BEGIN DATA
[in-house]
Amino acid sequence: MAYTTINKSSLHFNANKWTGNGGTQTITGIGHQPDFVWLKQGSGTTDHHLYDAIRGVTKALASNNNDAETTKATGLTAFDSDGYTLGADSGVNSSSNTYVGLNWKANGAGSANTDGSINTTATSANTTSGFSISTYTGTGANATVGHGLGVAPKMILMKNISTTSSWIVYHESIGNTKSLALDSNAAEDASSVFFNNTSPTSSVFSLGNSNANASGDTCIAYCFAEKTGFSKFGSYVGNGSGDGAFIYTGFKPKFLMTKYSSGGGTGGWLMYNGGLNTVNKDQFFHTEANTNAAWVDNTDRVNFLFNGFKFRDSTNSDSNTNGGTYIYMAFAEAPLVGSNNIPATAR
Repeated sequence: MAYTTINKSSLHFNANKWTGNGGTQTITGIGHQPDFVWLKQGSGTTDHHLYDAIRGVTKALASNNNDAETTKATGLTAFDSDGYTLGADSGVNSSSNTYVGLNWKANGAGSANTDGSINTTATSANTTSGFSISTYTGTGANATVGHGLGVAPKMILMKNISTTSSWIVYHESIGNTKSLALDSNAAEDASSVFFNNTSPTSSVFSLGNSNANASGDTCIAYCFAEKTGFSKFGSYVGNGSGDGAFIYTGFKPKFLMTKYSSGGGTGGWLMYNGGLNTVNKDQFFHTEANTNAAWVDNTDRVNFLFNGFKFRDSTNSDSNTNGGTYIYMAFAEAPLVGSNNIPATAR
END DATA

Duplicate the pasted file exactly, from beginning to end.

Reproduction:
[in-house]
Amino acid sequence: MAYTTINKSSLHFNANKWTGNGGTQTITGIGHQPDFVWLKQGSGTTDHHLYDAIRGVTKALASNNNDAETTKATGLTAFDSDGYTLGADSGVNSSSNTYVGLNWKANGAGSANTDGSINTTATSANTTSGFSISTYTGTGANATVGHGLGVAPKMILMKNISTTSSWIVYHESIGNTKSLALDSNAAEDASSVFFNNTSPTSSVFSLGNSNANASGDTCIAYCFAEKTGFSKFGSYVGNGSGDGAFIYTGFKPKFLMTKYSSGGGTGGWLMYNGGLNTVNKDQFFHTEANTNAAWVDNTDRVNFLFNGFKFRDSTNSDSNTNGGTYIYMAFAEAPLVGSNNIPATAR
Repeated sequence: MAYTTINKSSLHFNANKWTGNGGTQTITGIGHQPDFVWLKQGSGTTDHHLYDAIRGVTKALASNNNDAETTKATGLTAFDSDGYTLGADSGVNSSSNTYVGLNWKANGAGSANTDGSINTTATSANTTSGFSISTYTGTGANATVGHGLGVAPKMILMKNISTTSSWIVYHESIGNTKSLALDSNAAEDASSVFFNNTSPTSSVFSLGNSNANASGDTCIAYCFAEKTGFSKFGSYVGNGSGDGAFIYTGFKPKFLMTKYSSGGGTGGWLMYNGGLNTVNKDQFFHTEANTNAAWVDNTDRVNFLFNGFKFRDSTNSDSNTNGGTYIYMAFAEAPLVGSNNIPATAR